CA’s Democrat senators turn off Fil-Am, LGBT voters

For opposing the nomination of Fil-Am Patrick J. Bumatay and two others for the weak reason that they were “not consulted,” California’s two female senators – both Democrats – have drawn the ire of the Fil-Am community, a growing bloc of some 1.8 million voters.

Senators Dianne Feinstein and Kamala Harris have opposed nominees Bumatay, Daniel Collins and Kenneth Lee who were nominated by President Donald Trump to the Ninth US Circuit Court of Appeals in San Francisco two weeks ago.

Of the trio, Bumatay possesses the most impressive legal pedigree.

A cum laude graduate of Yale University, Fil-Am Bumatay then earned his Juris Doctor degree from Harvard Law School.

He currently serves in the Justice Department as counselor to Attorney General Jeff Sessions. If his appointment is approved, he will be breaking two glass ceilings. As a prosecutor, Bumatay has taken on organized crime as well as the opioid crisis.

Aside from his Philippine roots, the 40-yer-old Bumatay is also happens to be openly gay, thereby making him the second from the LGBT community to be appointed as US federal appeals court judge.

The other member of that community is Mary Rowland, a lesbian who is with the US District Court in Illinois.

The opposition of Feinstein and Harris has angered both the Fil-Am as well as the LGBT communities, with Brandon Straka – a gay former liberal – encouraging the community to #WalkAway from Democrats.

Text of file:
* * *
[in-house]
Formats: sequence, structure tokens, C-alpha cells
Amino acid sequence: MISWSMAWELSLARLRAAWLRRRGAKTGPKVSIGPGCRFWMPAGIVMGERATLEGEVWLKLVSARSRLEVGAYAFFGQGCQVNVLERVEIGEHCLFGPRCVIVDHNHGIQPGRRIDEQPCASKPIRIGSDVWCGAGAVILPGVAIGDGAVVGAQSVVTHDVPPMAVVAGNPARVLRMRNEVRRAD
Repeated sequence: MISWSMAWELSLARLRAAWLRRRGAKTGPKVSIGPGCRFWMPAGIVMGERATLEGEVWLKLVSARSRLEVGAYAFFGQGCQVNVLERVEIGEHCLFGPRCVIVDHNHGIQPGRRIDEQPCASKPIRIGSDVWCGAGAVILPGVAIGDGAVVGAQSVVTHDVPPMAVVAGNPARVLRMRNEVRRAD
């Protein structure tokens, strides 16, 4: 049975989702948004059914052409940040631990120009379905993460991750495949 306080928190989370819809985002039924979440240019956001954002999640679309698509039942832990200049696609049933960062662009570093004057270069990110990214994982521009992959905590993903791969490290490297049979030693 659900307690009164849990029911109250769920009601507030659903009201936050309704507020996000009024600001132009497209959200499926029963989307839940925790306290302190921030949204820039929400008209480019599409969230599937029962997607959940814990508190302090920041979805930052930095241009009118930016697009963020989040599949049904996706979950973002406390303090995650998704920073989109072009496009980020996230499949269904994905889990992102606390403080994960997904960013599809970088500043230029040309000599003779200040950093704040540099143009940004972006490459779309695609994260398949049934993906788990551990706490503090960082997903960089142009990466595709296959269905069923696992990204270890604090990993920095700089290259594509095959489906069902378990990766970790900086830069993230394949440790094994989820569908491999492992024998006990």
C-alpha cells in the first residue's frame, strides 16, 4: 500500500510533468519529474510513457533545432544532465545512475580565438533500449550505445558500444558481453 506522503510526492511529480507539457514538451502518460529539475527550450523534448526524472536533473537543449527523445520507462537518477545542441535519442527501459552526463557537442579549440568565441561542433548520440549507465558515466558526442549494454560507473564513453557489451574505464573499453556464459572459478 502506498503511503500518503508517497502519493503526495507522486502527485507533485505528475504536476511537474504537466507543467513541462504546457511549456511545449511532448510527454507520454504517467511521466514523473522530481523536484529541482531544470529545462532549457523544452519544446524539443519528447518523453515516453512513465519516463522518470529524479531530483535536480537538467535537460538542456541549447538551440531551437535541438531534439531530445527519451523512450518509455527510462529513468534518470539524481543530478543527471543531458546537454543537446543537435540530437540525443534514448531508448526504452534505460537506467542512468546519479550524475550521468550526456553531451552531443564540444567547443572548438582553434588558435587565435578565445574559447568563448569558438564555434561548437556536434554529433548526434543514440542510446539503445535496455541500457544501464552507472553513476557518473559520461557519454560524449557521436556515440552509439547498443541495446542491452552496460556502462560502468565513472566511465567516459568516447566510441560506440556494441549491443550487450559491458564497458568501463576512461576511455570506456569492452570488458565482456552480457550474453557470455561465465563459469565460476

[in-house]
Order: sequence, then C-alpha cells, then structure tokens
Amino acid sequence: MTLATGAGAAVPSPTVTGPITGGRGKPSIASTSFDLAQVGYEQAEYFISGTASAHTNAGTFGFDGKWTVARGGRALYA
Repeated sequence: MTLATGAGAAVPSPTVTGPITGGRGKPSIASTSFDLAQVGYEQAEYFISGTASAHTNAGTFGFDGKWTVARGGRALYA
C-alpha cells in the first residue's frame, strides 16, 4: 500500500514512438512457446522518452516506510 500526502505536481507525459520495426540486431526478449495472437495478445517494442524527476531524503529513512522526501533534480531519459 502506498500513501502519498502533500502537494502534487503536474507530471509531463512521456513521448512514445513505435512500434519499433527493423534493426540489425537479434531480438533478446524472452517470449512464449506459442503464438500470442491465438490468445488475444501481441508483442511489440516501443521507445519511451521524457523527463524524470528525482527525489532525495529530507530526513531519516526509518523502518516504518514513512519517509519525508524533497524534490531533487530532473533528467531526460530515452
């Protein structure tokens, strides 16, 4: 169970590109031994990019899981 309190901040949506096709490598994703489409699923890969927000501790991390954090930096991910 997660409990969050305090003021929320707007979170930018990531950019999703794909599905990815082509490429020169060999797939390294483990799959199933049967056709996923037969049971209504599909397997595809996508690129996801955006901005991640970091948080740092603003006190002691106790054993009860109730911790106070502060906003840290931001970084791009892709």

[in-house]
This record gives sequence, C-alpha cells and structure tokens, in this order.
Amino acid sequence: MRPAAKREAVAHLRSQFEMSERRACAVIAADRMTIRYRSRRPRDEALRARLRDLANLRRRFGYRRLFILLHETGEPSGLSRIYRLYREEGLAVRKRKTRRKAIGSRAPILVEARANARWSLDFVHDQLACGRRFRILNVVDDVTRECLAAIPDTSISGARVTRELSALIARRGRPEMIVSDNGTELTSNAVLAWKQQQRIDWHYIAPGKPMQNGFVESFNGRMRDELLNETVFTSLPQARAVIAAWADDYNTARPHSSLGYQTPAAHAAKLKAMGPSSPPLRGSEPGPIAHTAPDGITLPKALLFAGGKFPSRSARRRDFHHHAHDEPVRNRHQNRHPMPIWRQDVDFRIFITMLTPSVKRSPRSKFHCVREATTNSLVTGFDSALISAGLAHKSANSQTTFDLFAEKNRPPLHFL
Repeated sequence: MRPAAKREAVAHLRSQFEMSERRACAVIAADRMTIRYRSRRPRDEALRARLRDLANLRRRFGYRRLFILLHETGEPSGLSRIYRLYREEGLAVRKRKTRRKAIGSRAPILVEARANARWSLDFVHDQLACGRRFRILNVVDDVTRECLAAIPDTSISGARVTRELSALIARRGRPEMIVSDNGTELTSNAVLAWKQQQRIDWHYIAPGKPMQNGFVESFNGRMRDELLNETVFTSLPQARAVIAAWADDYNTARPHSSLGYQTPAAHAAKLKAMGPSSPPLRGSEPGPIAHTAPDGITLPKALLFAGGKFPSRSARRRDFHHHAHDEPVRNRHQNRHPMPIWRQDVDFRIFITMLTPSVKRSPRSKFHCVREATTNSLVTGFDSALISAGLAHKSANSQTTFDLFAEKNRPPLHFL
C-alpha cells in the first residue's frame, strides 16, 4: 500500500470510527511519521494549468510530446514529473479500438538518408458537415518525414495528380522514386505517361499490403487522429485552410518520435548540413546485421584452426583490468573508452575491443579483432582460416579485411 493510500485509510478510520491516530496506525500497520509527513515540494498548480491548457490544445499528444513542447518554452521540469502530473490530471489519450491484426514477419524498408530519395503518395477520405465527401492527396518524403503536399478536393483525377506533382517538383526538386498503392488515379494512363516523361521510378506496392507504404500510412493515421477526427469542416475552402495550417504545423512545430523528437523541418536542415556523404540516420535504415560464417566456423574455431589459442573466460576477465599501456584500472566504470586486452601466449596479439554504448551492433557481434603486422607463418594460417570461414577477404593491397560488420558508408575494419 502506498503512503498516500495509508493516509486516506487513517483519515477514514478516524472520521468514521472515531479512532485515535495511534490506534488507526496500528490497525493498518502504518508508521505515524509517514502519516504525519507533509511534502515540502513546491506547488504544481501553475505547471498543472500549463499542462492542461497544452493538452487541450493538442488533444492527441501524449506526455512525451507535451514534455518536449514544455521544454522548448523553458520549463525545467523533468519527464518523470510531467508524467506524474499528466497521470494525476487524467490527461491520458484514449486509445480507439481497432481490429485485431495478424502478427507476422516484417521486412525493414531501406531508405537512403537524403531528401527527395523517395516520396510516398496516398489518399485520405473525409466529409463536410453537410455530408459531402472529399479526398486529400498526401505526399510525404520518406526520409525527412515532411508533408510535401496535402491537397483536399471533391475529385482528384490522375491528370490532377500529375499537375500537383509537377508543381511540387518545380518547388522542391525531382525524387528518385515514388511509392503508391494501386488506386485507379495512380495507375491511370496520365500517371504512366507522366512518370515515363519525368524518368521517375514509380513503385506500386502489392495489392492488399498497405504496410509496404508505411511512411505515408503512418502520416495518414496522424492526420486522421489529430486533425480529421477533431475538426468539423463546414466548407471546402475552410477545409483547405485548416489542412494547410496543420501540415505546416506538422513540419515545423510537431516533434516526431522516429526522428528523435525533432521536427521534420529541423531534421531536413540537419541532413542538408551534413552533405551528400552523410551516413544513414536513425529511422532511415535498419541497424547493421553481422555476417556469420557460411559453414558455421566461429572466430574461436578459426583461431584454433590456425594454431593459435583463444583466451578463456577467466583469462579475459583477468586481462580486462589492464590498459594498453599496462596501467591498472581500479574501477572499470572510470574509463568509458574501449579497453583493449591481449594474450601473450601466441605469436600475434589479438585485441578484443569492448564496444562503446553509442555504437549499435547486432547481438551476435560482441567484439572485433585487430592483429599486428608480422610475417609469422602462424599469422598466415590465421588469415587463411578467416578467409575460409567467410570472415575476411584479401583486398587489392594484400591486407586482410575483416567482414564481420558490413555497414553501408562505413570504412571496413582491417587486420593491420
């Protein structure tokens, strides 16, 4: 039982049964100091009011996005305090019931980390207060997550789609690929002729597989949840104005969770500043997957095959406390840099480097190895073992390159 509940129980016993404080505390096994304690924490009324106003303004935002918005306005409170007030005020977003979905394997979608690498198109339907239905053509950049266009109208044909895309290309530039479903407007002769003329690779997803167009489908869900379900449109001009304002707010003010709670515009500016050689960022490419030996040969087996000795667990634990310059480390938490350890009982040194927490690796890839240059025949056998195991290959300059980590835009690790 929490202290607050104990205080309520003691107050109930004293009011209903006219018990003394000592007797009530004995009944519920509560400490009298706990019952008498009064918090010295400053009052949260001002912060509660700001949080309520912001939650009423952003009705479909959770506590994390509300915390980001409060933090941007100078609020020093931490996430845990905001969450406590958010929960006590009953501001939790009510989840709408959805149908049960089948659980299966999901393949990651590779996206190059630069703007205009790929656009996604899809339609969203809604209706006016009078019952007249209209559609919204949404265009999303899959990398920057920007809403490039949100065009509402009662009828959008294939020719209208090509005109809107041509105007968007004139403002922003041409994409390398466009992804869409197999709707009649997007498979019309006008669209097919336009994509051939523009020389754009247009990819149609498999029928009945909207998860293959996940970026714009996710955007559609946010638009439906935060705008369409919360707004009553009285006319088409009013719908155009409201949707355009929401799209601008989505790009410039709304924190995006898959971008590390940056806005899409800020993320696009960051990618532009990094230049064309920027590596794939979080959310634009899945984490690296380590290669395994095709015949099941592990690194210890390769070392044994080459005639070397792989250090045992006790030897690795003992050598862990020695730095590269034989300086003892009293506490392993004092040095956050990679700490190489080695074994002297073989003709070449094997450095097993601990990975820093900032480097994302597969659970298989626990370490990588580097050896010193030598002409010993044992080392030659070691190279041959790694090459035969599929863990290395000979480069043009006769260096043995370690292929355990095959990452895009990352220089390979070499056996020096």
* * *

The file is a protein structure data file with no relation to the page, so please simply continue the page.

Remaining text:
A Fil-Am businessman and civic leader who requested anonymity referred to the two senators as “clowns.”

“We will remember them this coming election,” he told Philippine News.

Feinstein, the top Democrat in the Senate Judiciary Committee,  said last week that she preferred to support candidates from a list of “consensus” candidates. She seemed to refer to Bumatay among the three as a “controversial” candidate in opposing his nomination.

Re-electionist Feinstein and Harris are said to be eyeing the US presidency in 2020.

Despite the opposition to his nomination, Bumatay is still considered a rising star in the judiciary.  He is a member of the Federal Bar Association, the National Asian Pacific American Bar Association, the National Filipino American Lawyers Association, and the Tom Homann LGBT Law Association.

Bumatay is a first generation Fil-Am.

The San Francisco court where Bumatay could soon sit has opposed President Trump’s banning of transgender troops from military service, among other key issues.

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